Working in flow, specifically low flow solutions, brings you into contact with applications and challenges that can be quite suprising. This week we discuss an opportunity for a new calibration technique to prove infusion pump performance.
Infusion pumps are well known in medical applications. They come in multiple operating principles for pumping various fluids.
- Volumetric pumps are usually used for food and hydration at higher flowrates up to 1l/h.
- Syringe pumps are mostly used for accurately dosing low flowrates of down to 1ml/h or even lower.
Following a conversation at a The Vacuum Expo 2 years ago we have been discussing the way that Volumetric and Syringe pumps are calibrated within Hospitals and Veterinary practices.
We learned from users that the readout of a syringe pump shows the set point flow but it gives no feedback on the actual flow, because of this lack of feedback on the actual flow being delievered it is an area that should require regular accuracy checks.
With a regular programme of checks at a pre-determined flow rate or range is essential for ensuring that the delivery of fluid from the pump matches the expectations of the user. This is also an excellent oppourtunity to data log the performance of the pump for future reference and assest management purposes.
We also learned from medical engineering groups that there are currently two main calibratin techniques available for infusion pumps;
The first uses volumetric measuring principles. This method usually needs a significant flow rate and minimum volume for achieving a reasonable accuracy within an acceptable period of time. This limits the ability to quickly check syringe pumps at the lowest flow rates and in critical applications. This creates a potentially inaccurate and time consuming calibration process.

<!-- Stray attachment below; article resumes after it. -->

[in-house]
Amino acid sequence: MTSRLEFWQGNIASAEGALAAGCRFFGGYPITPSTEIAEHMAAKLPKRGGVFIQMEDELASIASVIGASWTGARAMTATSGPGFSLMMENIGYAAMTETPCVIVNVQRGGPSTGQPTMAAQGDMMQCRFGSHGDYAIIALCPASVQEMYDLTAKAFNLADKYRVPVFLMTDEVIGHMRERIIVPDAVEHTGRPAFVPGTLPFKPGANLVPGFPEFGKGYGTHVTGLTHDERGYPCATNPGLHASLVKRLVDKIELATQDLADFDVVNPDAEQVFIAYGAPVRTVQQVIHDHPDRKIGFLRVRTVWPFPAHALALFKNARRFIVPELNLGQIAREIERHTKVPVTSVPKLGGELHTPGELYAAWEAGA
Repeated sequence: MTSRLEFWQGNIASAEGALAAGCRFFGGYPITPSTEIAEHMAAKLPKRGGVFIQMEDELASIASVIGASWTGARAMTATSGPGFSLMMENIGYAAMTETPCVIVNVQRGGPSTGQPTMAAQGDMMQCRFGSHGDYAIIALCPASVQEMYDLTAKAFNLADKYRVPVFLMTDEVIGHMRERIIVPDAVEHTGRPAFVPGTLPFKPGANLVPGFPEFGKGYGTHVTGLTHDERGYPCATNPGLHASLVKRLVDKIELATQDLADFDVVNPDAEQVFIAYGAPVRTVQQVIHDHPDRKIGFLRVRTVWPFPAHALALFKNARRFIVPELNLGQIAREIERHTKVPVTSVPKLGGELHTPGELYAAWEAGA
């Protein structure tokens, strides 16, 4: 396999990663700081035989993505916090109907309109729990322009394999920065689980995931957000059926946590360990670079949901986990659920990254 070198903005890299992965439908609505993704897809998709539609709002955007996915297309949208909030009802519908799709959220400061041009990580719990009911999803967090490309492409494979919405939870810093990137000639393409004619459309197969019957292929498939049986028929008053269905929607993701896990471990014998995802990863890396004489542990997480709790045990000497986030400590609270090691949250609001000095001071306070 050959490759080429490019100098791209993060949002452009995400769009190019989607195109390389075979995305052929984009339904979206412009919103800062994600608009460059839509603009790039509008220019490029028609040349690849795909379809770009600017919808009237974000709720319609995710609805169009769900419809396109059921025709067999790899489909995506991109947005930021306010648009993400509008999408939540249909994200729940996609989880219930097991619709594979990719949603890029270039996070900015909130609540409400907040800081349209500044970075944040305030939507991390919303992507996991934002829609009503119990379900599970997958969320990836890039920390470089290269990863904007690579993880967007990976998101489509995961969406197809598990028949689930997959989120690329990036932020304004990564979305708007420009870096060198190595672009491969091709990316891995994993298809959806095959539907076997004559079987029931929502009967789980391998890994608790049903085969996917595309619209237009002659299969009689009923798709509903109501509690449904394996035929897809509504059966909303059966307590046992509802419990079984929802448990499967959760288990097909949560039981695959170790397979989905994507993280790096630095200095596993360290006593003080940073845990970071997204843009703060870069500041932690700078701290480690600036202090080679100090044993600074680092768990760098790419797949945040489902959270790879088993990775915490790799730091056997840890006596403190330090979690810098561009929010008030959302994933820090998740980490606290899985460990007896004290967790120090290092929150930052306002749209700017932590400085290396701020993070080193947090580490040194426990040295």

The second technique is to measure distance that the plunger the plunger travels over a pre-determined period of time and use that figure to extrapolate a figure for accept/reject. This technique is usally determined by the manufacturers of the instruments and carries with it a high degree of inaccuracy when adding together the manual method of measuring, the inaccuracy of the ruler, stopwatech and pump.
Recognising some of the flaws in the techniques above, and having talked to several professional working groups that use syringe pump calibration systems, we were excited to begin studies in which we test new sensor technology and techniques that could benefit the response time and accuracy of infusion pump calibrations.
To define the value of this study we identified together with the working groups potential applications in which accurate dosing is a critical process parameter. Below you will find the applications as identified:
- The use in pediatrics where patients are extra sensitive and vulnerable for wrong medicine dosage.
- Medication dosage at low rates where it is difficult to obtain a relative accurate and stable flow.
- Medication with a small therapeutic band in which a high accuracy is even more important
- Multi infusion systems where multiple pumps are connected to a single cannula. In these systems the compliance of the used syringes and tubing can cause major errors in the actual dosage.
We defined the hypothesis that the characteristics of a low flow Coriolis sensor could support the scope to improve the accuracy and response time of calibration systems used to calibrate syringe pumps.
We demonstrated the validity of this hypothesis during an in-house study and at a hospital in the Netherlands.
The Coriolis principle was chosen due to its proven accuracy and long term stability. Furthermore, due to their small internal volume and little pressure drop these instruments can be used in line to test complex multi infusion systems.
We bench marked the Coriolis sensor technique against an electronic analytical balance in house. The set-up of this experiment was approved by the Dutch Accreditation Council. Furthermore we performed a bench mark study against an infusion calibration system at a hospital in the Netherlands.
The results of this study confirmed that the Coriolis sensor techniques can surpass the accuracy and response time of the incumbent measurement principles used in calibration systems. We will publish a whitepaper to discuss the design of experiment and results of the study in a few weeks from now.